Posts Tagged ‘santricity’

SANtricity E-Series

December 13, 2011 Leave a comment

To manage NetApp E-Series arrays, you use the SANtricity Storage Manager software. SANtricity is easy and intuitive to use. Figure 1 shows the first GUI when you have selected an array to manage.


The process of configuring storage on an E-Series array is, in my opinion, really not that different from doing it on a FAS storage system. Of course, the commands are different. However, conceptually, they are quite similar. I’m going to mention just a few very basic storage management tasks on an E-Series array and draw some comparisons between E-Series array and FAS storage systems.

Configure Host Access

This step basically establishes the path(s) between the array and host(s) such that the host can access the storage. This is similar to creating igroup(s) on a FAS storage system. Note that with E-Series arrays, you can configure host access manually or automatically. Auto-config involves a host discovery step by SANtricity. To ensure the path is working, SANtricity creates a tiny 20-MB volume on the array and presents it as a 20-MB disk to the host (see fig. 2). So, don’t be alarmed if you see this disk show up on the host; it’s actually a common practice by number of storage vendors.


Create Volume Groups and Volumes

Volume Group is a logical storage entity that aggregates a number of physical drives. When you create a Volume Group, you select number of disks as well as a RAID level (e.g., 0, 1, 5 or 6) for that Volume Group. Think of it as aggregate and FlexVol combined on FAS, although they are not quite the same. Within a Volume Group, you can create one or more volumes, which are similar to LUNs on FAS. Figure 3 shows the relationship between Volume Groups and Volumes.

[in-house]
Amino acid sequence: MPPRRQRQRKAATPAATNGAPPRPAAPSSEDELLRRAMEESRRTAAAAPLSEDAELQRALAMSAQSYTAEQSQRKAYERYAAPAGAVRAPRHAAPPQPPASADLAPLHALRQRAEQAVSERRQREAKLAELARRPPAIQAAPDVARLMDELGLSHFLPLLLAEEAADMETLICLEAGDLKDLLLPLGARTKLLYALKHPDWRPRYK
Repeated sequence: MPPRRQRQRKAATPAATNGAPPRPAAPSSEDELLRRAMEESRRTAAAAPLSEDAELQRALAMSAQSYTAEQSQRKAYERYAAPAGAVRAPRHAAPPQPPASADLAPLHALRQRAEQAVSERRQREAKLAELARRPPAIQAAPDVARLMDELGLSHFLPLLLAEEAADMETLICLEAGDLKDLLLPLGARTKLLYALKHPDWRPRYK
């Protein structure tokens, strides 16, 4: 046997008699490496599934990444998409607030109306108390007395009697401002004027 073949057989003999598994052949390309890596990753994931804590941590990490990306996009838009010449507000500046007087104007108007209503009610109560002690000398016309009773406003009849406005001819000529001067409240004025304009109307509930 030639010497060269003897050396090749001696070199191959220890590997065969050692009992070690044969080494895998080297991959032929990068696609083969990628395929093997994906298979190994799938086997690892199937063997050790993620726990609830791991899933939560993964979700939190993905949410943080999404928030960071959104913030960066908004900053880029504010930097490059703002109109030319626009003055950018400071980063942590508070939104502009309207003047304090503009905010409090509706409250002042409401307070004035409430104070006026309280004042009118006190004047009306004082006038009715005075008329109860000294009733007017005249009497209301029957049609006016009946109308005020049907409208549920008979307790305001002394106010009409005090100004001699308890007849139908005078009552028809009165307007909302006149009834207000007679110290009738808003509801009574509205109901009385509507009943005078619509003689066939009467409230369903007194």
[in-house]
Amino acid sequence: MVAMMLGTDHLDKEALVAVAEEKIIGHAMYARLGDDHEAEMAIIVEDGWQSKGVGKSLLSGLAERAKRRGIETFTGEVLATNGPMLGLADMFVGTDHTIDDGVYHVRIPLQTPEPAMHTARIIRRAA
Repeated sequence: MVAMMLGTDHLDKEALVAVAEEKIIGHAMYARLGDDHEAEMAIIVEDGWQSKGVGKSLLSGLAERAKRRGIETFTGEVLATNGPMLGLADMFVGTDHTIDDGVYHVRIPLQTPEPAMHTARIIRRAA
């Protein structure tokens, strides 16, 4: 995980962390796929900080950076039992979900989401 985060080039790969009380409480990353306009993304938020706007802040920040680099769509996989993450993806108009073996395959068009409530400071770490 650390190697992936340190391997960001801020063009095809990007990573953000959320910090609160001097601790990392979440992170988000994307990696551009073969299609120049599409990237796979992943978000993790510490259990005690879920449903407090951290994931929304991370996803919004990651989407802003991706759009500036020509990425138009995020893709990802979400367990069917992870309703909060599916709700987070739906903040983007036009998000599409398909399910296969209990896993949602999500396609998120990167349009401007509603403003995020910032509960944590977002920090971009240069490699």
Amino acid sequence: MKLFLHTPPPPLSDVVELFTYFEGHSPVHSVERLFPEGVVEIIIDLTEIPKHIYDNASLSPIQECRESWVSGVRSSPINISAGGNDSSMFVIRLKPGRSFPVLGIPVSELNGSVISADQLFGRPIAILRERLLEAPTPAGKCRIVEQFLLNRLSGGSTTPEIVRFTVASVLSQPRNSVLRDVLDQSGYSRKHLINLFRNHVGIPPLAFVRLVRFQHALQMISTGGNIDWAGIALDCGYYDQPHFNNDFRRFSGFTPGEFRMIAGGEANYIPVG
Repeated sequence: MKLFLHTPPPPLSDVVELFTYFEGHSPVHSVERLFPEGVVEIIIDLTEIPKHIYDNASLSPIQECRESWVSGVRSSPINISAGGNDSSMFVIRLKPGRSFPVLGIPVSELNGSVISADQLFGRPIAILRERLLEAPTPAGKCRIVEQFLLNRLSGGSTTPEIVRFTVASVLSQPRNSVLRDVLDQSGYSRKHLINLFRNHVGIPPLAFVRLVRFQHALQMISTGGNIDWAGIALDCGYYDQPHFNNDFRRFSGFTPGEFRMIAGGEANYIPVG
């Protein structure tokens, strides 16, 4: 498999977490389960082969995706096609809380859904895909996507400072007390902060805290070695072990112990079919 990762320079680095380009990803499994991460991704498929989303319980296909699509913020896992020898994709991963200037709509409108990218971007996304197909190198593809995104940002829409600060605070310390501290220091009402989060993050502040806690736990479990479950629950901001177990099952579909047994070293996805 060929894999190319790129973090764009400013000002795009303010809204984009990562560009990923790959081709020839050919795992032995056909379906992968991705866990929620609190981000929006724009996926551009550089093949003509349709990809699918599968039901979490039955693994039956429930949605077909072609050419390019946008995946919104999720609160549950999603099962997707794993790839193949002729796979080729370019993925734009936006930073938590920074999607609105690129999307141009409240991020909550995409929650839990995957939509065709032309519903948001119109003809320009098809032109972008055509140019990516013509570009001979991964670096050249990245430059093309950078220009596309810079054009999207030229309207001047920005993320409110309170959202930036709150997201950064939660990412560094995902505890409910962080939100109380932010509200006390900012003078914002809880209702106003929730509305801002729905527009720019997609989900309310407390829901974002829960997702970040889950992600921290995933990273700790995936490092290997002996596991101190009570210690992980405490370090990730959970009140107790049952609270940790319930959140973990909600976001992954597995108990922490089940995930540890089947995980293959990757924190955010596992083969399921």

Create Host-to-Volume Mappings

This step maps host(s) to volumes so that the host can access the volumes, thus the storage array. It is very similar to LUN mapping on FAS. Figure 4 captures the state after several volumes have been mapped to the host x3550-test. Note, if multi-path is used, then proper DSM should be installed and/or configured.


Configure Hot Spares

On E-Series arrays, hot spares should be configured so they can be used automatically in place of a failed drive in a volume group. When you configure hot spare disks, you can select which disk as well as how many disks should be hot spares. Note, the hot spares are global, meaning they can be used by any volume group in an array. Figure 5 shows two hot spares have been configured. This step is different from FAS, since on FAS storage systems, un-configured disks are usually hot spares automatically.


SANtricity Storage Manager is a powerful storage management tool. Here, I only touched on a few very basic tasks. Yet these simple configuration steps are enough to let a host access an E-Series array and perform I/O operations (read and write) between the host and the array.

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